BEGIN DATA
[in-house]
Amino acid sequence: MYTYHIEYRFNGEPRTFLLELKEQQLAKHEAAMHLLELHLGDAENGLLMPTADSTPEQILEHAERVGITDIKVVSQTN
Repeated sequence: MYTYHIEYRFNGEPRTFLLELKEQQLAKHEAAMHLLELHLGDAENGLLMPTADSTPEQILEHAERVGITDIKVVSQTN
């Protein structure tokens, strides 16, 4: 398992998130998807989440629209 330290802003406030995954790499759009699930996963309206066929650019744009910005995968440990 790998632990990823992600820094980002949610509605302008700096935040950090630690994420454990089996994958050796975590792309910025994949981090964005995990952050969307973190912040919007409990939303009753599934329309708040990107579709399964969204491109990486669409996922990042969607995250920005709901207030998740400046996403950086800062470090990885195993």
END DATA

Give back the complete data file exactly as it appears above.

[in-house]
Amino acid sequence: MYTYHIEYRFNGEPRTFLLELKEQQLAKHEAAMHLLELHLGDAENGLLMPTADSTPEQILEHAERVGITDIKVVSQTN
Repeated sequence: MYTYHIEYRFNGEPRTFLLELKEQQLAKHEAAMHLLELHLGDAENGLLMPTADSTPEQILEHAERVGITDIKVVSQTN
């Protein structure tokens, strides 16, 4: 398992998130998807989440629209 330290802003406030995954790499759009699930996963309206066929650019744009910005995968440990 790998632990990823992600820094980002949610509605302008700096935040950090630690994420454990089996994958050796975590792309910025994949981090964005995990952050969307973190912040919007409990939303009753599934329309708040990107579709399964969204491109990486669409996922990042969607995250920005709901207030998740400046996403950086800062470090990885195993």